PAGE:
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Critique of South Africa’s Flawed Roadmap to End Power Shortages

South Africa's New Energy Plan Critiqued: Inadequate and Economically Flawed

by Oluwatosin Alabi

In 2023, South Africa faced unprecedented electricity shortages due to the unreliability of aging coal plants, sparking an urgent need for new electricity generation facilities and a reduction in reliance on coal power. Early 2024 saw the introduction of a proposed energy roadmap by the South African Energy Minister, Gwede Mantashe. However, this draft Integrated Resource Plan has been widely criticized for its substantial flaws, particularly in its cost estimations and energy scenarios.

The plan’s credibility is first called into question by its costing estimates. Contrary to what might be expected, it overlooks the most cost-effective combination of new electricity generation—mainly wind and photovoltaic solar power supplemented by some battery storage. Instead, it erroneously asserts that gas-intensive scenarios would be less expensive.

One of the central proposals of the plan is the construction of 6,000MW of new gas-fired power stations by 2030. This idea faces significant opposition from environmental and civil society groups, who argue that increased fossil fuel usage would exacerbate global warming. Additionally, the reliance on imported gas subjects South Africa to the volatile international gas market, and the required investment in new gas infrastructure is likely to lead to major delays and cost overruns.

The draft plan outlines various scenarios for South Africa’s energy future. The first, termed the “Reference Case,” proposes a mix of gas and renewable energy (wind and solar), mistakenly claimed as the most cost-effective option. The second scenario, “Renewable Energy,” excludes new coal, nuclear, and gas plants, but disproportionately invests in concentrated solar power—a technology now considered expensive compared to photovoltaic solar power. The third, “Renewable Plus Nuclear,” suggests a significant investment in nuclear power as a substitute for concentrated solar power. The fourth, “Delayed Shutdown,” extends the lifespan of existing coal plants beyond their projected closure dates. Finally, the “Renewable Plus Coal” scenario envisions new gas and coal plants replacing the capacities allocated to concentrated solar power or nuclear energy in the other scenarios.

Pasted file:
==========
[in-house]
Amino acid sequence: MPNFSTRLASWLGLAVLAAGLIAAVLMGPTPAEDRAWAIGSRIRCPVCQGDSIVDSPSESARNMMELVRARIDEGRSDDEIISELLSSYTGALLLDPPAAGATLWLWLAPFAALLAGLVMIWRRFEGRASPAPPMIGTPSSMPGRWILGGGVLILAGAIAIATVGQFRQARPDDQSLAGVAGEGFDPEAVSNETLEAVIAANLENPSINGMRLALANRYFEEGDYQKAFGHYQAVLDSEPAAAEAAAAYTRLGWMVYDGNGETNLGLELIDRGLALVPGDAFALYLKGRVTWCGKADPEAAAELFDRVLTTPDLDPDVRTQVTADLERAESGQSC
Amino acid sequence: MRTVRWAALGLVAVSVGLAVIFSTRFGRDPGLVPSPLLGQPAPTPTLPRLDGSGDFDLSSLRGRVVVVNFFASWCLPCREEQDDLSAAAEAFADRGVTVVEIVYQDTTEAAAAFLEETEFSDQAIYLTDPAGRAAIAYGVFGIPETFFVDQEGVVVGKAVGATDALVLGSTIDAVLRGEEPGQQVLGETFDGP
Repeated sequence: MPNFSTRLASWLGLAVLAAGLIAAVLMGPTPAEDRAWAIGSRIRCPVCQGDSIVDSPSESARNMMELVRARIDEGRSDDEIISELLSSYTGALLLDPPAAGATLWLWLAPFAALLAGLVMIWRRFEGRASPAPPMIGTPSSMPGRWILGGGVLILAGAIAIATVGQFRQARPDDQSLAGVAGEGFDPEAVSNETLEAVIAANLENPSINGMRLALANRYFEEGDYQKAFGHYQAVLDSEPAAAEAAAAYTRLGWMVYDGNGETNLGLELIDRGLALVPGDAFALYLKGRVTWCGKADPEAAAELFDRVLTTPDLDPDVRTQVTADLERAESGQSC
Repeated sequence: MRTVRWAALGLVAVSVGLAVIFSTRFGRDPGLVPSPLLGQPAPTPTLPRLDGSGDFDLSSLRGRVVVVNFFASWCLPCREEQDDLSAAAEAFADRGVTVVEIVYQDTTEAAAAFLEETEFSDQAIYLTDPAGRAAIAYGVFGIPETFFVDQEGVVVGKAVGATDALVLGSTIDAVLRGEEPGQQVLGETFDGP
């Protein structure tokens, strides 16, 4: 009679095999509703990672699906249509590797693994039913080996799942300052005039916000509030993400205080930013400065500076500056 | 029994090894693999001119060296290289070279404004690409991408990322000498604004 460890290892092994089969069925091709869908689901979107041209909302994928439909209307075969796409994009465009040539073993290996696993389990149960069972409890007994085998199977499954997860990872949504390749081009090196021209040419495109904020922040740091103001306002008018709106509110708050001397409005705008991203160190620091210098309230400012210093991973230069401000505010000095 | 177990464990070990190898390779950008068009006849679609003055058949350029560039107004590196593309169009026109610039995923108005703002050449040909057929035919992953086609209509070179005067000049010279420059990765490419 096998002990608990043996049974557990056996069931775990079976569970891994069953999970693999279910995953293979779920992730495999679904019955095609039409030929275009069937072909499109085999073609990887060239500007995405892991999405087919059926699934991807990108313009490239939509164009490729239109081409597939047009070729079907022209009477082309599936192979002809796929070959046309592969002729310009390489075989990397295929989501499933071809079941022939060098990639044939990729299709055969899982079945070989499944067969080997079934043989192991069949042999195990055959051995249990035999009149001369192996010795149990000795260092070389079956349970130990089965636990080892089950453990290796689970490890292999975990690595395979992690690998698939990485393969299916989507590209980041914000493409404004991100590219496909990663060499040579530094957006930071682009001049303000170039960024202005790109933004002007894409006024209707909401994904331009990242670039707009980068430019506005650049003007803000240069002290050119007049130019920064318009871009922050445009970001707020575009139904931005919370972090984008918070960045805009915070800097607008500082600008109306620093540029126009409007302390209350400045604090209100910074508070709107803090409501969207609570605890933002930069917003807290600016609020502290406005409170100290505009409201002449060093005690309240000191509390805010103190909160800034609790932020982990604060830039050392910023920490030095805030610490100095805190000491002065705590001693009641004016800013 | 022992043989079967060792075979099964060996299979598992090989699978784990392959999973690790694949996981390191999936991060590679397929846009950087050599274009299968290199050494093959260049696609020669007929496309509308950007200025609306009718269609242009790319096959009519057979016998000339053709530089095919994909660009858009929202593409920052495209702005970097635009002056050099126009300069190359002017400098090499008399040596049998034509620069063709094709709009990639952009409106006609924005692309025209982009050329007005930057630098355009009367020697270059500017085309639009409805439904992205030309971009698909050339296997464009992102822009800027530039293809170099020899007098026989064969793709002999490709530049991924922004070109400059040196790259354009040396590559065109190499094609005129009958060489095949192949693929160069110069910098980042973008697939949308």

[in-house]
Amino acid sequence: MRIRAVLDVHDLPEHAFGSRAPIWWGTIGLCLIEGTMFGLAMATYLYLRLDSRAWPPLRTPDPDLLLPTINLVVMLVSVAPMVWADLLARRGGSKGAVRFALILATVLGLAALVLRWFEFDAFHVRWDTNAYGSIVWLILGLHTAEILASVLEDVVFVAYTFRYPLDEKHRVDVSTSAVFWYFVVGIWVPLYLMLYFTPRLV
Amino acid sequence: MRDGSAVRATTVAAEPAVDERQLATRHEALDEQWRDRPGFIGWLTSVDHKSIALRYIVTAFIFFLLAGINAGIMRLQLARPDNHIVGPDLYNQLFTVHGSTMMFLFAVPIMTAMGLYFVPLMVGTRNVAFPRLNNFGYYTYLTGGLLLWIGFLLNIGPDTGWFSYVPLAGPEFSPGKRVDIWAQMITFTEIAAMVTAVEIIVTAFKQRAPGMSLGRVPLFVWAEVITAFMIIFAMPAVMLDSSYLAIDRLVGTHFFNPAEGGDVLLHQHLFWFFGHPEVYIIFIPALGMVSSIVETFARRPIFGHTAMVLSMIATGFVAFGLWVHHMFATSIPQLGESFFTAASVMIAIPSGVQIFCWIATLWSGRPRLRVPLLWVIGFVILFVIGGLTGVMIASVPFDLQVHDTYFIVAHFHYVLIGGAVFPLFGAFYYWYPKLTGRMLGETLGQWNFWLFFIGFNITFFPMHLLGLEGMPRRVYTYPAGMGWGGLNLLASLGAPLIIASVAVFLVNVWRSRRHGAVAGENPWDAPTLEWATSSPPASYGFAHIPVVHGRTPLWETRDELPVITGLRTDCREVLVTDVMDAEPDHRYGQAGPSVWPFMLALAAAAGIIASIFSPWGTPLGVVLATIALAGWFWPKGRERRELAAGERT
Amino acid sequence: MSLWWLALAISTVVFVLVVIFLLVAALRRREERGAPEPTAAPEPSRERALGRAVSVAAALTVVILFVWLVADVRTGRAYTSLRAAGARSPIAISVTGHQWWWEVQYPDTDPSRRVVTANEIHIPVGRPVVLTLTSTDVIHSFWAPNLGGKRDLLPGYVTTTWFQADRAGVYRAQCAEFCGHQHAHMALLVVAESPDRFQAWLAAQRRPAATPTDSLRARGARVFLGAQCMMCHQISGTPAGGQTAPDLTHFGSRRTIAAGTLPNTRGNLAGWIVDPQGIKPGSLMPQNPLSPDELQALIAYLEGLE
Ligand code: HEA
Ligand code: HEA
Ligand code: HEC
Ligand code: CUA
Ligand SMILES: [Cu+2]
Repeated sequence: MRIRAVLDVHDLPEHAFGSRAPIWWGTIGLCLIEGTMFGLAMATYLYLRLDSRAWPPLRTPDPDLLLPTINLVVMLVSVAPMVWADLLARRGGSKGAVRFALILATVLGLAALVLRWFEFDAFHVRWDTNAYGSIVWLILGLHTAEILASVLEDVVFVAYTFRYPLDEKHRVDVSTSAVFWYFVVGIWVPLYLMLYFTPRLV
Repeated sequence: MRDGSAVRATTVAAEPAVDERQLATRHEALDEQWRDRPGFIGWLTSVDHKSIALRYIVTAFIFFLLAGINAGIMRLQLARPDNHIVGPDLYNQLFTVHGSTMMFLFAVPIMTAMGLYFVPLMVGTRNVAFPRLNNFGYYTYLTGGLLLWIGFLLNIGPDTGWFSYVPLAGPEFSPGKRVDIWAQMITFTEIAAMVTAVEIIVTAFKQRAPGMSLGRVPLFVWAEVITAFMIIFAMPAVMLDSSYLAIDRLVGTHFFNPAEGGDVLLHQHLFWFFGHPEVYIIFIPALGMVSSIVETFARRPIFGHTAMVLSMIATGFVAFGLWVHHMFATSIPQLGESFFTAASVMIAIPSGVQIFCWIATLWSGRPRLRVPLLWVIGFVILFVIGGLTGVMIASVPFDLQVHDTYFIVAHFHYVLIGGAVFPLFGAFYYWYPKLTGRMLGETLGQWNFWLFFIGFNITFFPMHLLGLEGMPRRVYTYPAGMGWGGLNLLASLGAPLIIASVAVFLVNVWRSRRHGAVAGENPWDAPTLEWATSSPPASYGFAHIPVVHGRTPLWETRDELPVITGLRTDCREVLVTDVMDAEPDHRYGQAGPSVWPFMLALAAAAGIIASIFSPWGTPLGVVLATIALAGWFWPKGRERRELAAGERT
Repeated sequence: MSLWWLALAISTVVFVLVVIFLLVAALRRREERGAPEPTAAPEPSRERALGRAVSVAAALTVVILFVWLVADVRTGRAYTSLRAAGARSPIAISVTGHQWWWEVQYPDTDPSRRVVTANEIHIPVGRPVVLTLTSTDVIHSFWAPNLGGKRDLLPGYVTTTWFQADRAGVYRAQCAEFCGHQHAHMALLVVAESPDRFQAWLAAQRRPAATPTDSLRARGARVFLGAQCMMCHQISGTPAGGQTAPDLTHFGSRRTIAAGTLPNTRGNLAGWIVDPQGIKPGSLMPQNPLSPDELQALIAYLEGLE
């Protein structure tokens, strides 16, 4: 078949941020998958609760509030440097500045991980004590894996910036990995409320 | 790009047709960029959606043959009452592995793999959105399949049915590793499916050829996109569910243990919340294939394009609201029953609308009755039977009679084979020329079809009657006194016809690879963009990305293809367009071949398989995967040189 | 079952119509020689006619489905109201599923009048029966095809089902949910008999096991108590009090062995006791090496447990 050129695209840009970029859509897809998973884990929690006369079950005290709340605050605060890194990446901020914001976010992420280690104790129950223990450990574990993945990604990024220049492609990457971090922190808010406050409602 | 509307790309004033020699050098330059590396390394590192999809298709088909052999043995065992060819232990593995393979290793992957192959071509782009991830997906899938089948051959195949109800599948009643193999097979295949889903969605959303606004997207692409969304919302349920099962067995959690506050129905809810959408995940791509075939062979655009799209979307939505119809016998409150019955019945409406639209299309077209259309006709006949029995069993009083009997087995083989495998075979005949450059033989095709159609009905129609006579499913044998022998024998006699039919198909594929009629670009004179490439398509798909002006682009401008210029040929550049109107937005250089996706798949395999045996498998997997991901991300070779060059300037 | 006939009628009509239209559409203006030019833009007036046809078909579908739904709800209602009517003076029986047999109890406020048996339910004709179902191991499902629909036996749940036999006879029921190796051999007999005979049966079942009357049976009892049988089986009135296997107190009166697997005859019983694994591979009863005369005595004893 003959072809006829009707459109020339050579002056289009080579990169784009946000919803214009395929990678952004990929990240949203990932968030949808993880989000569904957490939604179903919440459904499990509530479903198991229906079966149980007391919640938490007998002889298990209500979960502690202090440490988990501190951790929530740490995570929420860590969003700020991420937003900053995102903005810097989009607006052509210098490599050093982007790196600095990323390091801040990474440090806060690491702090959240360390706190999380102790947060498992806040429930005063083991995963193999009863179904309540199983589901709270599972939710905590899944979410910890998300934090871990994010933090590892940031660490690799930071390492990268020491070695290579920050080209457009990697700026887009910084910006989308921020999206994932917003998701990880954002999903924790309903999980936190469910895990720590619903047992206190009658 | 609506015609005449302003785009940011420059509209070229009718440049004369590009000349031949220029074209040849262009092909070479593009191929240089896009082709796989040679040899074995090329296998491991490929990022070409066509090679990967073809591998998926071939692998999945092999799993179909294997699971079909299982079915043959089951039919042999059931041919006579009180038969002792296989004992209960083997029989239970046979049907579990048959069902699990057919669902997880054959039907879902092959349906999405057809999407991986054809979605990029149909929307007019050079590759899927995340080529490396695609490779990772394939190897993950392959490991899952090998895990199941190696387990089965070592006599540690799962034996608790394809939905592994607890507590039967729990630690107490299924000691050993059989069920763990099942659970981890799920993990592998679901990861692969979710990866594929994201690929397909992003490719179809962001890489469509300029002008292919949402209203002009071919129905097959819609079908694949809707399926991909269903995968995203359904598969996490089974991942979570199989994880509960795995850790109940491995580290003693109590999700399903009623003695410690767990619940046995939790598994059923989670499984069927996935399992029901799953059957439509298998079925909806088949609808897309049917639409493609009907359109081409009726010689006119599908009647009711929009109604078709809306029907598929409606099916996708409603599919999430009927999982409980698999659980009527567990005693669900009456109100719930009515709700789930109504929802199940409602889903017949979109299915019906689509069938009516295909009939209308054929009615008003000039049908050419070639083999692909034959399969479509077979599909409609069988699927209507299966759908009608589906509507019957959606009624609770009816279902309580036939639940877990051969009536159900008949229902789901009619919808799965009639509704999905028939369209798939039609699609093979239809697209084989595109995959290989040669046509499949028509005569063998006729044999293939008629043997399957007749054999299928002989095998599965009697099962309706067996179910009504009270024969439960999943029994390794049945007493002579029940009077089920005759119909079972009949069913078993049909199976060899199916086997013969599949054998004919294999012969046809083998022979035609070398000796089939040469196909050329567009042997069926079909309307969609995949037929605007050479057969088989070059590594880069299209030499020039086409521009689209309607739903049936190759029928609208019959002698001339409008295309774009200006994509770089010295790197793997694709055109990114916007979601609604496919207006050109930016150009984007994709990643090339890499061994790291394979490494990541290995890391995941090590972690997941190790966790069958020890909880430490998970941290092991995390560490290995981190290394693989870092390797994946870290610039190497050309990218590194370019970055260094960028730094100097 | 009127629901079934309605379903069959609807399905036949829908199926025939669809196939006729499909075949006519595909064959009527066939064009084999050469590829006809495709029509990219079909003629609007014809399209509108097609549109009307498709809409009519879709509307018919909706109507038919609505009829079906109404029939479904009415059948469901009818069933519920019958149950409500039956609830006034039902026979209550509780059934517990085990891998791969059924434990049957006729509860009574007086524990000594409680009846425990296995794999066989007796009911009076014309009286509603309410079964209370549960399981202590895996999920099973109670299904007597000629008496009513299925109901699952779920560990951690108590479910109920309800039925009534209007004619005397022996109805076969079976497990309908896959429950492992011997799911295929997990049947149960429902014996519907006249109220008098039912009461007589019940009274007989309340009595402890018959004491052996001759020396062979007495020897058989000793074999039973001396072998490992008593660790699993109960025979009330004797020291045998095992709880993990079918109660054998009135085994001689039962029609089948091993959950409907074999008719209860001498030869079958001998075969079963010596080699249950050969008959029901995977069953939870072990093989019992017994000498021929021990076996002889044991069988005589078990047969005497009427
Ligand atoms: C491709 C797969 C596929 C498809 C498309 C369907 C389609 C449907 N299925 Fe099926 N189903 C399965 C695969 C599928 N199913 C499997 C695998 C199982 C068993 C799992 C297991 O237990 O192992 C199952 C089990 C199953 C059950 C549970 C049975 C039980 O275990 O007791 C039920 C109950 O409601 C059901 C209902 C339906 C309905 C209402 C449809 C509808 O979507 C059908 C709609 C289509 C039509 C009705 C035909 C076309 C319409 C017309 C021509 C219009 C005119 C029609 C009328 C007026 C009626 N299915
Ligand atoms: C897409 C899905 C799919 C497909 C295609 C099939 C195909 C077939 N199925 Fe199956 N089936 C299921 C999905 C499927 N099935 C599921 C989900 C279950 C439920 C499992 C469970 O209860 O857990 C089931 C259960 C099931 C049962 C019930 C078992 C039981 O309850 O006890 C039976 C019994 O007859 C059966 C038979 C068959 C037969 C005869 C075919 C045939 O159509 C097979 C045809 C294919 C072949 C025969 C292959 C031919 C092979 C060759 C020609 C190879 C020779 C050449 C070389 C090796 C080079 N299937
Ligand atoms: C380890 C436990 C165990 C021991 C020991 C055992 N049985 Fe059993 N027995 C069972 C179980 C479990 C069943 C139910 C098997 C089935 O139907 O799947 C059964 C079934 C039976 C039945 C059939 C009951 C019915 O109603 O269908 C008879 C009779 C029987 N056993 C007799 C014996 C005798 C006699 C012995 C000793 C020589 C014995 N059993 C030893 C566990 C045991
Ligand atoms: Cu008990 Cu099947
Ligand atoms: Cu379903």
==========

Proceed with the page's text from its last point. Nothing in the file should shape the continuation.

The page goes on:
Surprisingly, the plan does not consider what may be the most cost-effective option: an exclusive focus on renewable energy, particularly photovoltaic technology, with expanded storage capabilities. The government’s methodology for costing these scenarios remains unclear, as the draft plan does not detail costs per technology. It claims to use the Lazard Levelized Costs of Energy report from April 2023, which is recognized as authoritative, but the costs for various technologies (renewable, coal, gas, and nuclear power) as calculated by Lazard differ significantly from those used in the plan.

Lazard’s cost estimations per megawatt-hour (MWh) include: utility-scale solar photovoltaic at $24-96, solar with storage at $46-102, onshore wind at $24-75, coal from new plants at $68-166 and existing plants at $29-74, and nuclear power from new builds at $141-221 and existing plants at $29-34. Notably, Lazard last assessed costs for concentrated solar power in 2019 at $141 per MWh, placing it at the lower end of nuclear power costs. Given these figures, it is inexplicable that the plan’s authors concluded the “Renewable Energy” scenario to be the most expensive, considering South Africa’s high levels of sunshine and strong winds, which should reduce the costs of solar and wind power to the lower end of Lazard’s ranges.

The draft plan’s failure to adopt a more cost-effective, renewable-focused approach raises questions about the government’s commitment to both fiscal responsibility and environmental sustainability. A robust and transparent electricity plan is vital for ensuring a country’s energy security. It is crucial for the government to clarify its assumptions and calculations in the energy modeling process.

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